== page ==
Aerobic bacteria isolated from internal lesions of camels at Tambool slaughterhouse
Objective: This cross-sectional study was conducted from January to June 2013 to estimate the prevalence of internal lesions in slaughtered camels at Tambool slaughterhouse and to identify the aerobic bacteria colonizing these lesions.
Material and methods: A total of 280 carcasses of camels were thoroughly inspected during post-mortem examination and samples were collected from internal lesions and cultured onto different culture media. Isolated bacteria had undergone testing of several biochemical activities for species identification and susceptibility to certain antibiotics.
Results: Internal lesions were detected in 25.0% (95% CI of ±5.07) of the carcasses and were observed in the lungs, liver and heart. Statistical association analyses showed that origin, sex, breed, and body condition were related to detection of lesions. A number of 179 isolates of aerobic bacteria belonging to 9 genera were grown and included Staphylococcus species (32.0%), Escherichia coli (26.0%), Streptococcus species (18.0%), Corynebacterium species (5.0%), and Bacillus species, Salmonella species, Pseudomonus species, and Klebsiella species; each of them 4.0%, and Shigella species (2%). Drug susceptibility testing showed that chloramphenicol was the most effective antibiotic against Staphylococcus species, Corynebacterium species, and Bacillus species, while penicillin g 10 was more effective against Streptococcus species. Ciprofloxacin 5 µg and ampicllin/sulpactum 20 µg were effective against E. coli, Salmonella species, Klebsiella species, Shigella species, and Pseudomonas species.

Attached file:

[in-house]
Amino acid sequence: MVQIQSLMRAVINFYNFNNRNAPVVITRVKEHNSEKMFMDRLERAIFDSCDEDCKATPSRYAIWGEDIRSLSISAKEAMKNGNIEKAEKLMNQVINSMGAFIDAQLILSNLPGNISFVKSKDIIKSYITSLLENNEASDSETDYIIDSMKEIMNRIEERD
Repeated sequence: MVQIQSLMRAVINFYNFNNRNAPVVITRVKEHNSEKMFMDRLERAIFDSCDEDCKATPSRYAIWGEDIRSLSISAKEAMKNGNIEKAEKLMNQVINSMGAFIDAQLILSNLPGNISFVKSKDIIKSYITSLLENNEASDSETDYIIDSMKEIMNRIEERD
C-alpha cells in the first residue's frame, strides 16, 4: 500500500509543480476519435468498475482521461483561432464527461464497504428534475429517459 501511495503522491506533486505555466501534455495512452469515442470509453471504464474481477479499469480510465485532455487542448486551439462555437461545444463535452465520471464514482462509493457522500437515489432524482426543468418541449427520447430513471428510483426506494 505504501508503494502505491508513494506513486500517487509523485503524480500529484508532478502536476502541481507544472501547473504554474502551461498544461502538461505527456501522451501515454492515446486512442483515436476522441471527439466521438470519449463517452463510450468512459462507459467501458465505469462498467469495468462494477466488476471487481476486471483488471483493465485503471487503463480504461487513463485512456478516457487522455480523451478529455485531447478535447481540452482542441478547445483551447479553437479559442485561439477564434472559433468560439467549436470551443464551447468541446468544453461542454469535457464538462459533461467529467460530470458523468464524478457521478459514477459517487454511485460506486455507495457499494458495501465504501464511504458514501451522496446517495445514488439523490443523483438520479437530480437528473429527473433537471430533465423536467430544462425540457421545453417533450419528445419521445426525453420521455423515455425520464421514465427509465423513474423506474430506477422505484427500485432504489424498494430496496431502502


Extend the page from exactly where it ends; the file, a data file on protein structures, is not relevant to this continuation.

Conclusion: It can be concluded that internal lesions are prevalent in camels slaughtered at Tambool slaughterhouse and many species of bacteria were colonizing these lesions, hence, evaluating the economic magnitude of internal lesions resulting in partial and/or total condemnation of organs is warranted.
Copyright (c) 2017 Ibtihal Ibrahim Hamza, Yassir Adam Shuaib, Siham Elias Suliman, Mohamed Abdelsalam Abdalla
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